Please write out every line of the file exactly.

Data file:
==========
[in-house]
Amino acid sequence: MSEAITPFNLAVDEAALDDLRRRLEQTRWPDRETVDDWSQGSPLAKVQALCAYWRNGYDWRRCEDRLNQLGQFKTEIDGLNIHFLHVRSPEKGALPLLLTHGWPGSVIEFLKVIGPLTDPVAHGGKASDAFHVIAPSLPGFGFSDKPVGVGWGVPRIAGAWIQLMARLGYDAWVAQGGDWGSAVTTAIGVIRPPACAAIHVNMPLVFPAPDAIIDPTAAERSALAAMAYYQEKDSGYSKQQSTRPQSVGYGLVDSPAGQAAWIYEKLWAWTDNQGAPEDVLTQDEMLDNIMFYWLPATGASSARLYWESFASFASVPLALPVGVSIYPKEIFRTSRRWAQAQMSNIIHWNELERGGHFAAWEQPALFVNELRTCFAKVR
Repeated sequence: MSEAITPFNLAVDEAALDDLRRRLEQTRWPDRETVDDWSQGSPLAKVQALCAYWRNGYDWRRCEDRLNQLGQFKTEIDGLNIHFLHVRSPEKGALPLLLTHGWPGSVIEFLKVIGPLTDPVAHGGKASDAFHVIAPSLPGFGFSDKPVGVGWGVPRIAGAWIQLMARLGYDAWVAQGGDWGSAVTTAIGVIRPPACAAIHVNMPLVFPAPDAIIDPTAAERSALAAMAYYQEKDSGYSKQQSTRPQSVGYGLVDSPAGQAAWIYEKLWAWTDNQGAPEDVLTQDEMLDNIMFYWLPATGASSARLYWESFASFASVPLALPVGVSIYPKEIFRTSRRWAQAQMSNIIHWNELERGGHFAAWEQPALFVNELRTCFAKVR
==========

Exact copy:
[in-house]
Amino acid sequence: MSEAITPFNLAVDEAALDDLRRRLEQTRWPDRETVDDWSQGSPLAKVQALCAYWRNGYDWRRCEDRLNQLGQFKTEIDGLNIHFLHVRSPEKGALPLLLTHGWPGSVIEFLKVIGPLTDPVAHGGKASDAFHVIAPSLPGFGFSDKPVGVGWGVPRIAGAWIQLMARLGYDAWVAQGGDWGSAVTTAIGVIRPPACAAIHVNMPLVFPAPDAIIDPTAAERSALAAMAYYQEKDSGYSKQQSTRPQSVGYGLVDSPAGQAAWIYEKLWAWTDNQGAPEDVLTQDEMLDNIMFYWLPATGASSARLYWESFASFASVPLALPVGVSIYPKEIFRTSRRWAQAQMSNIIHWNELERGGHFAAWEQPALFVNELRTCFAKVR
Repeated sequence: MSEAITPFNLAVDEAALDDLRRRLEQTRWPDRETVDDWSQGSPLAKVQALCAYWRNGYDWRRCEDRLNQLGQFKTEIDGLNIHFLHVRSPEKGALPLLLTHGWPGSVIEFLKVIGPLTDPVAHGGKASDAFHVIAPSLPGFGFSDKPVGVGWGVPRIAGAWIQLMARLGYDAWVAQGGDWGSAVTTAIGVIRPPACAAIHVNMPLVFPAPDAIIDPTAAERSALAAMAYYQEKDSGYSKQQSTRPQSVGYGLVDSPAGQAAWIYEKLWAWTDNQGAPEDVLTQDEMLDNIMFYWLPATGASSARLYWESFASFASVPLALPVGVSIYPKEIFRTSRRWAQAQMSNIIHWNELERGGHFAAWEQPALFVNELRTCFAKVR